INCLINE VILLAGE, Nev. (AP) — With all of their modern scientific equipment and state-of-the-art computer models, researchers trying to better understand the effect of algae growth on Lake Tahoe are using another to aid in their mission — old photo albums.
Experts at the UC Davis Tahoe Environmental Research Center said in an annual report last week that the mountain lake is getting warmer and the water clarity has worsened.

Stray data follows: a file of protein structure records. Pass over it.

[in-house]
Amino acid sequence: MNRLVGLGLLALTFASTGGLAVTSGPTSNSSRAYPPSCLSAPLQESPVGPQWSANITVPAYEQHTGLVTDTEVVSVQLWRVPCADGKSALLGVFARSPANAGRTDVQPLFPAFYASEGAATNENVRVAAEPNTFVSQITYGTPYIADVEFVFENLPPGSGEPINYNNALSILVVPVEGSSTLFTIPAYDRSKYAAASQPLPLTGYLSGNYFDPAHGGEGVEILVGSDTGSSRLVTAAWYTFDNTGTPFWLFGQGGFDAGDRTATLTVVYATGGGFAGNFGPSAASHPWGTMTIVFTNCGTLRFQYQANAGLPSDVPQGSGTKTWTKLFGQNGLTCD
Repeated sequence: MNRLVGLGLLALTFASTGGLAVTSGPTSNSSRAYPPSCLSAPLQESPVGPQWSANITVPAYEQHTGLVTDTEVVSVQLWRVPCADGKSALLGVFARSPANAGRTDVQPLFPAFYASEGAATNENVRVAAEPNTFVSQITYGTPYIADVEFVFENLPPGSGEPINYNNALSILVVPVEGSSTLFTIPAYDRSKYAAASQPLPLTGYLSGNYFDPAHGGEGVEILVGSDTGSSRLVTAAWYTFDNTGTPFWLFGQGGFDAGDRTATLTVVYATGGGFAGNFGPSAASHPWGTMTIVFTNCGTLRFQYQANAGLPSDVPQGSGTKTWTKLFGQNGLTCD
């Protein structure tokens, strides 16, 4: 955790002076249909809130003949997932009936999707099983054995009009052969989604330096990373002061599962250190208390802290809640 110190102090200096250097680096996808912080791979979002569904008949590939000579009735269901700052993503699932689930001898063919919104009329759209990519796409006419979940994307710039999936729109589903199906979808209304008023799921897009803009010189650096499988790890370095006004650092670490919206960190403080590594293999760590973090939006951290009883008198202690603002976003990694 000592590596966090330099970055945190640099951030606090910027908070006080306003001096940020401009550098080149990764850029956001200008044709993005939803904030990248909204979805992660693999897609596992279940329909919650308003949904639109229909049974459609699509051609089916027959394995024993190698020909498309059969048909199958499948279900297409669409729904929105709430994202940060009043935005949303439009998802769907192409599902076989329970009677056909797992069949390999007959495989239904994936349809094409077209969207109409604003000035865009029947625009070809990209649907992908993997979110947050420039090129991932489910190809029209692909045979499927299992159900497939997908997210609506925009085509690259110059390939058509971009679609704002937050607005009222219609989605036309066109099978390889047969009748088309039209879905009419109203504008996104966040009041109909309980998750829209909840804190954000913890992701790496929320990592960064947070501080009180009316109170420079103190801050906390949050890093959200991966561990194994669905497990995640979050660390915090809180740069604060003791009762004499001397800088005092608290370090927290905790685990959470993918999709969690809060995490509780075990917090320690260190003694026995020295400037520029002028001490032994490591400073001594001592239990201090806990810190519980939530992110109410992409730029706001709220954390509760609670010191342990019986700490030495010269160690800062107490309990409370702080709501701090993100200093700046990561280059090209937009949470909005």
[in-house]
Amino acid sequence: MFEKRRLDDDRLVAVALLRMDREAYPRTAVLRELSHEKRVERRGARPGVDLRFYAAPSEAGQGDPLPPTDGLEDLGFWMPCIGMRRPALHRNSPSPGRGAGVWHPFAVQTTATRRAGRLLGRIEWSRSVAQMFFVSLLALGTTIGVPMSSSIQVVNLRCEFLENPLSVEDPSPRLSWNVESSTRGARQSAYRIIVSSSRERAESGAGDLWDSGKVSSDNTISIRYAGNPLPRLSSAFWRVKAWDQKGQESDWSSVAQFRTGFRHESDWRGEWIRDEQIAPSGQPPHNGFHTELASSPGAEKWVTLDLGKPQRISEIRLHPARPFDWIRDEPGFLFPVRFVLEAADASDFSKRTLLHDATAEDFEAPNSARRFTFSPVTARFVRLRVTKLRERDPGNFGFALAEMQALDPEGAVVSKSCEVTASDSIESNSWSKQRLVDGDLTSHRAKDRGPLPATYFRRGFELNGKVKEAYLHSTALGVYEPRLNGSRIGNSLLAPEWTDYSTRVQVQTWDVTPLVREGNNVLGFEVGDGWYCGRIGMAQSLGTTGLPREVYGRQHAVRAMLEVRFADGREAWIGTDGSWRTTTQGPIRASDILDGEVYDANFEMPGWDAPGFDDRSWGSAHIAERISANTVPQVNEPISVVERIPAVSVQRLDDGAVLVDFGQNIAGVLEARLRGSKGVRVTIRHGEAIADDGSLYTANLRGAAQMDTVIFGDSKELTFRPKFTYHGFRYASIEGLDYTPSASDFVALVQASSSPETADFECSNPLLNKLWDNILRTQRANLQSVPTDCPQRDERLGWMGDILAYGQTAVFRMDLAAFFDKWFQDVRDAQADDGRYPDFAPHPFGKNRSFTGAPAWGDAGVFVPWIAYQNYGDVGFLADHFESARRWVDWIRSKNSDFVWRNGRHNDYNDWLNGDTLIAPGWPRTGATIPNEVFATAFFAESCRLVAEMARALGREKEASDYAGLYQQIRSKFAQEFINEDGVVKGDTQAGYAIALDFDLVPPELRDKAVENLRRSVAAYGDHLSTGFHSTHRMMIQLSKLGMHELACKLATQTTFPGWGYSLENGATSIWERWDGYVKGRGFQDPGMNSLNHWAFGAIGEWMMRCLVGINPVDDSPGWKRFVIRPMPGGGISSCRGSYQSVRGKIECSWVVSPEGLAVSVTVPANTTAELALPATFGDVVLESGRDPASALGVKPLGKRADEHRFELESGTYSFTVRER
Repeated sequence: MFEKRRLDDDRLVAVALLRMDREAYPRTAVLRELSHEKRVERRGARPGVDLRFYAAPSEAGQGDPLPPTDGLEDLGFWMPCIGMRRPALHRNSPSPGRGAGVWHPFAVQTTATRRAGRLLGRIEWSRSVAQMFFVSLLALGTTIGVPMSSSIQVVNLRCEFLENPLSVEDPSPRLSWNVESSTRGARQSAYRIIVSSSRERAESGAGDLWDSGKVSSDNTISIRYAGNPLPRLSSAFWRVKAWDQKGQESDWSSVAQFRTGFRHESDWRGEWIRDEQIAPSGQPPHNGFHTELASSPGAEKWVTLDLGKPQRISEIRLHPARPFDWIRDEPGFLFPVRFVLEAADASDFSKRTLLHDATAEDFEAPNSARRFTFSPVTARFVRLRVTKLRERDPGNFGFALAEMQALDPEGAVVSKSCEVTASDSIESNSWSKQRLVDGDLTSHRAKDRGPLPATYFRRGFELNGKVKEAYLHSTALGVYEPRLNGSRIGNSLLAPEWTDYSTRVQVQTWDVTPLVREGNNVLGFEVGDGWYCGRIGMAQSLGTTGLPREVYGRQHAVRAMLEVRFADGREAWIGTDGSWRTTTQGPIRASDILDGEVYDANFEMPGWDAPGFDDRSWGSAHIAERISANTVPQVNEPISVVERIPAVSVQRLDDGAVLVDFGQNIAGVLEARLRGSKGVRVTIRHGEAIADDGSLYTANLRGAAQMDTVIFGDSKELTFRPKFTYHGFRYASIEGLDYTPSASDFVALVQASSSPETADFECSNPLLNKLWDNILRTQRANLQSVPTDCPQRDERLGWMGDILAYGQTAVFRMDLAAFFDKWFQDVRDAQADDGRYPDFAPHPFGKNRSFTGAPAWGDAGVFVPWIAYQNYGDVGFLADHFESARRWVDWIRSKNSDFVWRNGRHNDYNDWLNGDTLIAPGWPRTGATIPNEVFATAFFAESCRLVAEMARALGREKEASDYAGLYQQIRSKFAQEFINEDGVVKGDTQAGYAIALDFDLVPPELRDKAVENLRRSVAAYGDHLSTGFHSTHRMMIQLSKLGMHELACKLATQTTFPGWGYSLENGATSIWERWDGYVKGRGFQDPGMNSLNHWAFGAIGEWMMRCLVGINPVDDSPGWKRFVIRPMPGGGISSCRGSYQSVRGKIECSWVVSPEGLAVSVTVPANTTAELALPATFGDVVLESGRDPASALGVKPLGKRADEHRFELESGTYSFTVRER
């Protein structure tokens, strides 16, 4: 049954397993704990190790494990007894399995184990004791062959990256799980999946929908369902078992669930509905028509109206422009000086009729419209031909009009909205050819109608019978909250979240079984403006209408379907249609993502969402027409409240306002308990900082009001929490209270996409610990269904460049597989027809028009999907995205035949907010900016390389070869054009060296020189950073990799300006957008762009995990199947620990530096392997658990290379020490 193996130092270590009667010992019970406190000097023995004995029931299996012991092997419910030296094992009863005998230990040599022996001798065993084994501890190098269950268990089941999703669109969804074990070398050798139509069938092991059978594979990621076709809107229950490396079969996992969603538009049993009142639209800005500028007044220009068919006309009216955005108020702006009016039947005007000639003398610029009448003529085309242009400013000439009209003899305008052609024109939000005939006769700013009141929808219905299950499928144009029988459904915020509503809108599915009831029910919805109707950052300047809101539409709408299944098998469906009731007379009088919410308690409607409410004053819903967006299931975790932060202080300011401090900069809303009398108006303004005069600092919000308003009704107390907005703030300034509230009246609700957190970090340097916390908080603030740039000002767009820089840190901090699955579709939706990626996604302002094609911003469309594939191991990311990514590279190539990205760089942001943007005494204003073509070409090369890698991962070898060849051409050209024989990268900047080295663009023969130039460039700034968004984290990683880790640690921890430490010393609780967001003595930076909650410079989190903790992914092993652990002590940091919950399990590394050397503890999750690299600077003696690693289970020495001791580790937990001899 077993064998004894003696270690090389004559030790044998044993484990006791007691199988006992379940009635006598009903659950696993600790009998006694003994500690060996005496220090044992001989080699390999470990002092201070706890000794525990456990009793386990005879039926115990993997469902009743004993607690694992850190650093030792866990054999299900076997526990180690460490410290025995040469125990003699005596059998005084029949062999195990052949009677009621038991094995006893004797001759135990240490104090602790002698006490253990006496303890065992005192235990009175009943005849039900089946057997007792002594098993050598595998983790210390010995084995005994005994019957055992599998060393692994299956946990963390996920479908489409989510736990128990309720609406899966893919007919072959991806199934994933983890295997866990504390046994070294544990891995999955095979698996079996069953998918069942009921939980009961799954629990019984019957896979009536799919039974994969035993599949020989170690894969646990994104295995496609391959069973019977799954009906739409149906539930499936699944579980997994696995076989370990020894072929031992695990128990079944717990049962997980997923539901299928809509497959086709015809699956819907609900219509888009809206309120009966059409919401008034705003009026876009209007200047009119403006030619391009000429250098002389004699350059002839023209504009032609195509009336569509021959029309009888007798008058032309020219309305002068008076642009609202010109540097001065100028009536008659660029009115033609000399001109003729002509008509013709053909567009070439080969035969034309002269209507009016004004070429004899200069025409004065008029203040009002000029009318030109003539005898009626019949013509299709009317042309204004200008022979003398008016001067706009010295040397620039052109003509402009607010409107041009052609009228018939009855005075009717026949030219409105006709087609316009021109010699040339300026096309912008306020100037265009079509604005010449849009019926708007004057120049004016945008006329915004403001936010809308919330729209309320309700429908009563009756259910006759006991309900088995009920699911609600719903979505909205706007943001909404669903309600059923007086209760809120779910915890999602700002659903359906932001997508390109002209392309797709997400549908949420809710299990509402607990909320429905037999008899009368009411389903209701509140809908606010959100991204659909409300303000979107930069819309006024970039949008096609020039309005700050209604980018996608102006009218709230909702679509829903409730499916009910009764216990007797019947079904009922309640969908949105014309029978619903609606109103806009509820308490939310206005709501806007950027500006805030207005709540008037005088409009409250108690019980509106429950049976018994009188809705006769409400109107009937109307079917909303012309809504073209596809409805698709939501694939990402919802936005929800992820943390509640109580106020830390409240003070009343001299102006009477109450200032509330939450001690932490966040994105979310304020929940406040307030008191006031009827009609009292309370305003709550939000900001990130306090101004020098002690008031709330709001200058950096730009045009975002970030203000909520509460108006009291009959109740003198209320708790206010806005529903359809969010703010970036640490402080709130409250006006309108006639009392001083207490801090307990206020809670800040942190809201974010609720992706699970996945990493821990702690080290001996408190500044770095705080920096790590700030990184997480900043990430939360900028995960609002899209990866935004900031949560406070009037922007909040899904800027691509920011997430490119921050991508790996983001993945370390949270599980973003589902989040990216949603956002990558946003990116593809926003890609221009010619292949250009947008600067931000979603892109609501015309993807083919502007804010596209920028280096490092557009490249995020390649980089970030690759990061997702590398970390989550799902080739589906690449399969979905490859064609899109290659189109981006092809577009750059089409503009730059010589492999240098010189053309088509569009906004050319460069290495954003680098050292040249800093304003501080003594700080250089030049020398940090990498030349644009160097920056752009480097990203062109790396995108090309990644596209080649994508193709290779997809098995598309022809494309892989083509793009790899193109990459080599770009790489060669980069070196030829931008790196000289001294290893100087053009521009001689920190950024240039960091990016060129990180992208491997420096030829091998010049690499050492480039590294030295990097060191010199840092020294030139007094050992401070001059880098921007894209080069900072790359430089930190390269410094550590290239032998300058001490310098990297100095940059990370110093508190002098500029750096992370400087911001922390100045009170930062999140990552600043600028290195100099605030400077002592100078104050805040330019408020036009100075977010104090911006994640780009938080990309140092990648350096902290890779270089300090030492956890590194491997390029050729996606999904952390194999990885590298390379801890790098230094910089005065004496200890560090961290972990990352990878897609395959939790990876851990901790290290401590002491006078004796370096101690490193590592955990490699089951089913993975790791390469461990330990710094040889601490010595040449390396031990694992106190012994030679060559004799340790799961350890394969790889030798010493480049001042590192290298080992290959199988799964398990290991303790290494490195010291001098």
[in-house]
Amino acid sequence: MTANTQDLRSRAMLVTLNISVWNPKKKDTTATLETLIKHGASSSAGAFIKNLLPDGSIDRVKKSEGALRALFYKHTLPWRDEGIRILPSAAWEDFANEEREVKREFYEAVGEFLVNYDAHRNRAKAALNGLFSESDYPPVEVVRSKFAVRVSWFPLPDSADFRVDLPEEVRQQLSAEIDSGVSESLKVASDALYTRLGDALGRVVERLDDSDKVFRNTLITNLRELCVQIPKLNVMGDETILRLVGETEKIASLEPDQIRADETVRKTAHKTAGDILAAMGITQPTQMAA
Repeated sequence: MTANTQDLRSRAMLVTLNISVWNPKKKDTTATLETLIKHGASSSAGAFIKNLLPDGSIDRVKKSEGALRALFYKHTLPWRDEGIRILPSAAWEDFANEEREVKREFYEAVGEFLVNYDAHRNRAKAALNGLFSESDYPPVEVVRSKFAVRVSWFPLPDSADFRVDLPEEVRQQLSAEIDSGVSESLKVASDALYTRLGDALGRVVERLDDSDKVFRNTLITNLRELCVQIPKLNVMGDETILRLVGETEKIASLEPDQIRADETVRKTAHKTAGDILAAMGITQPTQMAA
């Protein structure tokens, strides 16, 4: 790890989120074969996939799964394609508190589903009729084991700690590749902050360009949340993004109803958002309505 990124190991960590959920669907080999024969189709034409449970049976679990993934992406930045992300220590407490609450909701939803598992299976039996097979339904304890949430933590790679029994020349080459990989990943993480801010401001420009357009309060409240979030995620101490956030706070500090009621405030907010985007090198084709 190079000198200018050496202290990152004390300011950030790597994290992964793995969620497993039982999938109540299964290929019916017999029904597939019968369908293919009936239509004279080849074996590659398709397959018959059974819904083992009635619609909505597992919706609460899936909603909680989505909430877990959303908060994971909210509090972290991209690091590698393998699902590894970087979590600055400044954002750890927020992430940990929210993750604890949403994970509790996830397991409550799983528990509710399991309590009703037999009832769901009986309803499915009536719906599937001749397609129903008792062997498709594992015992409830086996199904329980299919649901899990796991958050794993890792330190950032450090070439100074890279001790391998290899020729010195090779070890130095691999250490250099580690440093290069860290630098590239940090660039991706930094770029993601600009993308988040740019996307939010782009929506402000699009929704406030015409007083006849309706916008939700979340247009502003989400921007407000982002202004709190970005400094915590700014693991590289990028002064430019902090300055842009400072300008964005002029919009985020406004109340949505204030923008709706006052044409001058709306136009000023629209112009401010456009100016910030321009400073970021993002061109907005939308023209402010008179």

The Sierra Sun reports , however, that what is less clear is the trend in long-term algae growth.
UC Davis water resources professor Geoff Schladow says scientific data is limited because researchers have measured Tahoe's algae growth regularly only since the 2000s.
He says they're reaching out to the public to find old photographs of the lake to help determine the kind of algae levels that used to be the norm.